At least 30 people have died as a result of the hurricane, but most of the fatalities have occurred elsewhere in the United States as the storm followed a northeasterly track across the nation. This morning, the remnants of the storm were near Rochester, N.Y., where they were generating winds of 30 mph. By this afternoon, the National Weather Service had dropped its regular postings regarding the storm's location. In the Houston area, deaths so far included a 72-year-old Galveston man who died in his truck after trying to flee the island late Friday. A woman died in her bed early Saturday when a tree fell on her home in Pinehurst. And a 4-year-old Houston boy and two adults in his home died of carbon monoxide poisoning from the generator his family was using for power. Despite repeated warnings from authorities regarding the hazards of improper use of gasoline-powered generators, storm victims continue to fall ill with carbon monoxide poisoning. Three members of a Sugar Land family this morning were hospitalized from exposure to the deadly gas. Meanwhile, the search-and-rescue effort was the largest in the state's history, with more than 50 helicopters, 1,500 searchers and teams from federal, state and local agencies. Authorities said that 1,984 people had been rescued, including 394 by air, as of Sunday afternoon. The state opened more than 250 shelters for more than 37,000 evacuees, and there were plans to evacuate up to 10,500 residents who had stayed in Galveston.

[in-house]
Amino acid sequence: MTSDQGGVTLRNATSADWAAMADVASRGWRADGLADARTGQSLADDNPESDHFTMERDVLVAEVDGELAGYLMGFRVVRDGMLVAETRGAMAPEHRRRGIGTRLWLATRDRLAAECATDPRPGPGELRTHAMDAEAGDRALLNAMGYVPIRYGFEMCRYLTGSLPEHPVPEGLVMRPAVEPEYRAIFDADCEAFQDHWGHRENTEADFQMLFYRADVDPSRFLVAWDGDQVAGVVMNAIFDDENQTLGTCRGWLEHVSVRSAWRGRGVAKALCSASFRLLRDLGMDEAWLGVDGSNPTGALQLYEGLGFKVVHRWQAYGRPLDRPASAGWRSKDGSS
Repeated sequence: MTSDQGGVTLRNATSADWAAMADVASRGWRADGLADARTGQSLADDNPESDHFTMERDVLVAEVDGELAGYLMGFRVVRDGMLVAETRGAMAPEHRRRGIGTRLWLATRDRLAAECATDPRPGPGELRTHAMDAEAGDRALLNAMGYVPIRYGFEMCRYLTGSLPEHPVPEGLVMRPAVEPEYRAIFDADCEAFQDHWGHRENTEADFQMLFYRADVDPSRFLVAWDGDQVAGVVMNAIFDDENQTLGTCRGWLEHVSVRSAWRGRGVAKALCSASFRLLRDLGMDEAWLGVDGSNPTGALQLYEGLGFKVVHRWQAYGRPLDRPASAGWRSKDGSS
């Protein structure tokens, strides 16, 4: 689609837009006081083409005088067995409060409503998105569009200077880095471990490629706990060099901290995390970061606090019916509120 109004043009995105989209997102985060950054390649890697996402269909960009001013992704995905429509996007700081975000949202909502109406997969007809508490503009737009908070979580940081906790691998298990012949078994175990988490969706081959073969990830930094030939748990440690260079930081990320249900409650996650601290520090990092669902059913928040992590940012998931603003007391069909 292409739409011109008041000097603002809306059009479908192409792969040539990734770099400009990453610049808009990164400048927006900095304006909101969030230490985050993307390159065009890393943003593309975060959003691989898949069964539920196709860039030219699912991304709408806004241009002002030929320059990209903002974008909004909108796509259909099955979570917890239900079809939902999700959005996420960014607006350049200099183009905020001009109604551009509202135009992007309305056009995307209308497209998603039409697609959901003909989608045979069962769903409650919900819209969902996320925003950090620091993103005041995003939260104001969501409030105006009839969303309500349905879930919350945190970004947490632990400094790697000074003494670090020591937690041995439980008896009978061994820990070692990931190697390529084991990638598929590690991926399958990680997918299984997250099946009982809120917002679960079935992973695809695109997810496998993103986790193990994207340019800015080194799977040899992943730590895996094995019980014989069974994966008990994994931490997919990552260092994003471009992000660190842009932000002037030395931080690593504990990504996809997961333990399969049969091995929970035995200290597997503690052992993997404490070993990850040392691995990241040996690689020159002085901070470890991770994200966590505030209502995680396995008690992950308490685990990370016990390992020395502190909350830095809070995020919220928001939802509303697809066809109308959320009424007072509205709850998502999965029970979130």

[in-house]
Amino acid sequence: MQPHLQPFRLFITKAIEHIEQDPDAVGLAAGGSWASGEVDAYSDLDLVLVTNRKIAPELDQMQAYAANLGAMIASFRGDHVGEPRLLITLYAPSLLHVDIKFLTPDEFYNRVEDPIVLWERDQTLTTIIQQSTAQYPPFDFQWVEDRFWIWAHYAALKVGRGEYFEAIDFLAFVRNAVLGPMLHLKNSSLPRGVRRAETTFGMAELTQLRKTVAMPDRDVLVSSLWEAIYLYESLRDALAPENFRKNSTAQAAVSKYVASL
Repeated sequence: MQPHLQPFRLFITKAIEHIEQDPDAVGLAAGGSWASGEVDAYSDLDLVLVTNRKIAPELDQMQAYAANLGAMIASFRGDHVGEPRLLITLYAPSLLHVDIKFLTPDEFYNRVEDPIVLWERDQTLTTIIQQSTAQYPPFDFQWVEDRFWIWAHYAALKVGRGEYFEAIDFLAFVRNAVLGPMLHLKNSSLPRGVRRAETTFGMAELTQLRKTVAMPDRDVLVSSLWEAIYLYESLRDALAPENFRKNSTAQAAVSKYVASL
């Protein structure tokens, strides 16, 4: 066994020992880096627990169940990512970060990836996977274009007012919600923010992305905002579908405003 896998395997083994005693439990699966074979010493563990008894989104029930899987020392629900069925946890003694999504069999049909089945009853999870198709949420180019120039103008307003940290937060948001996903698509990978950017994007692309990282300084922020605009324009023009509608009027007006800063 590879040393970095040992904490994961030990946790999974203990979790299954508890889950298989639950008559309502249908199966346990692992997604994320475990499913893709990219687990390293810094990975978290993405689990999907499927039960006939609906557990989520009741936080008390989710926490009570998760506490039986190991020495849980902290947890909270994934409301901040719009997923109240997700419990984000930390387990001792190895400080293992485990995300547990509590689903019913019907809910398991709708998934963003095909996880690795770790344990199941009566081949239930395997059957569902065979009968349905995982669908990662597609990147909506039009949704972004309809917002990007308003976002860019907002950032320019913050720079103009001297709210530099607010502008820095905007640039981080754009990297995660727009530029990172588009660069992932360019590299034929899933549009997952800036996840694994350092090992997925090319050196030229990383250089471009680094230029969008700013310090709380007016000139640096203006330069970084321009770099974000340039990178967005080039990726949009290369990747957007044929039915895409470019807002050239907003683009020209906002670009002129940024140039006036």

Setting priorities

With the area gripped by a massive power outage, millions of Houstonians got creative and, in some cases, cranky as they craved fresh coffee, cold air and their Sunday football fix.

Some took to their lawns to escape sauna-like heat, while others huddled in the homes of those lucky enough to have working lights, air conditioning and television. Grocery stores, pharmacies and a few restaurants with restored power or generators drew long lines of customers.

CenterPoint said it had restored power to 500,000 customers, but about 1.6 million were still without power. Entergy said 99 percent of their customers still were without power, and Texas New Mexico Power said 64 percent were without electricity.

This report was compiled by Chronicle reporters Allan Turner and Matt Stiles and includes contributions by reporters Bill Murphy, Mark Carreau, Rad Sallee, Lynn Cook, Carolyn Feibel, Mary Flood, Mike Glenn, Roma Khanna, Ericka Mellon, Bradley Olson, Liz Austin Peterson, Ruth Rendon, Bennett Roth, Dane Schiller and Jennifer Latson. The Associated Press also contributed

Terry S. Singeltary Sr. P.O. Box 42 Bacliff, Texas USA 77518

-------------------- BSE-L@LISTS.AEGEE.ORG --------------------